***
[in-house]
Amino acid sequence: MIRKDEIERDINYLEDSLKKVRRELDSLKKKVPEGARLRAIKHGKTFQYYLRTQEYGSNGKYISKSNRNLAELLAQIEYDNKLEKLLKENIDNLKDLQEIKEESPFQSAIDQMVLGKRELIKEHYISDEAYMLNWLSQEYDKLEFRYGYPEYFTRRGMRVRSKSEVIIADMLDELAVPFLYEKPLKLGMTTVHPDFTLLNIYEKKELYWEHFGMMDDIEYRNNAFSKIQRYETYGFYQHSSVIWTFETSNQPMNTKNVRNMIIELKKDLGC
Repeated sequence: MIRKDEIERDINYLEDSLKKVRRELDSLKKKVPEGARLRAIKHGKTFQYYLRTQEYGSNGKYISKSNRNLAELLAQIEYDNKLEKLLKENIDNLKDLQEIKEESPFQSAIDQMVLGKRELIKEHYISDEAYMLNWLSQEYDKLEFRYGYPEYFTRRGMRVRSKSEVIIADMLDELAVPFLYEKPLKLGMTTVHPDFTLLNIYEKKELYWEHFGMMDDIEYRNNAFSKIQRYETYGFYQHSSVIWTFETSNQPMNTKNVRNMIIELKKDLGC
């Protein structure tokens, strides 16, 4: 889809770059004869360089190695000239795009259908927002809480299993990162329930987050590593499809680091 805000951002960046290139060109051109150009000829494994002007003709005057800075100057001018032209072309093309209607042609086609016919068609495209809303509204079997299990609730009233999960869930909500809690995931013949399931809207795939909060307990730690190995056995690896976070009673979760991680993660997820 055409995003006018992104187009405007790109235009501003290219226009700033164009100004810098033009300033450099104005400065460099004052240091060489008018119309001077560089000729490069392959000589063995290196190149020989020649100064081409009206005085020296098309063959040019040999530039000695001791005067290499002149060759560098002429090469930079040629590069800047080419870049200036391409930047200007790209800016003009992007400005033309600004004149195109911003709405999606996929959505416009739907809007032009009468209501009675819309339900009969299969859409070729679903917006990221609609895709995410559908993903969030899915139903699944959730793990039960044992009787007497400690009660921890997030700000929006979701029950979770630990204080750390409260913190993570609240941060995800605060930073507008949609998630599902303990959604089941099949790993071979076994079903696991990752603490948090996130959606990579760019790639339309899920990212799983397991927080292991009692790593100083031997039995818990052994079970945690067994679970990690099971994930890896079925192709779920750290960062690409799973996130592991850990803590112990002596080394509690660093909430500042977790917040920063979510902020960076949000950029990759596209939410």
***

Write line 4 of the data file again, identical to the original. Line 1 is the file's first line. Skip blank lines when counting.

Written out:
């Protein structure tokens, strides 16, 4: 889809770059004869360089190695000239795009259908927002809480299993990162329930987050590593499809680091 805000951002960046290139060109051109150009000829494994002007003709005057800075100057001018032209072309093309209607042609086609016919068609495209809303509204079997299990609730009233999960869930909500809690995931013949399931809207795939909060307990730690190995056995690896976070009673979760991680993660997820 055409995003006018992104187009405007790109235009501003290219226009700033164009100004810098033009300033450099104005400065460099004052240091060489008018119309001077560089000729490069392959000589063995290196190149020989020649100064081409009206005085020296098309063959040019040999530039000695001791005067290499002149060759560098002429090469930079040629590069800047080419870049200036391409930047200007790209800016003009992007400005033309600004004149195109911003709405999606996929959505416009739907809007032009009468209501009675819309339900009969299969859409070729679903917006990221609609895709995410559908993903969030899915139903699944959730793990039960044992009787007497400690009660921890997030700000929006979701029950979770630990204080750390409260913190993570609240941060995800605060930073507008949609998630599902303990959604089941099949790993071979076994079903696991990752603490948090996130959606990579760019790639339309899920990212799983397991927080292991009692790593100083031997039995818990052994079970945690067994679970990690099971994930890896079925192709779920750290960062690409799973996130592991850990803590112990002596080394509690660093909430500042977790917040920063979510902020960076949000950029990759596209939410």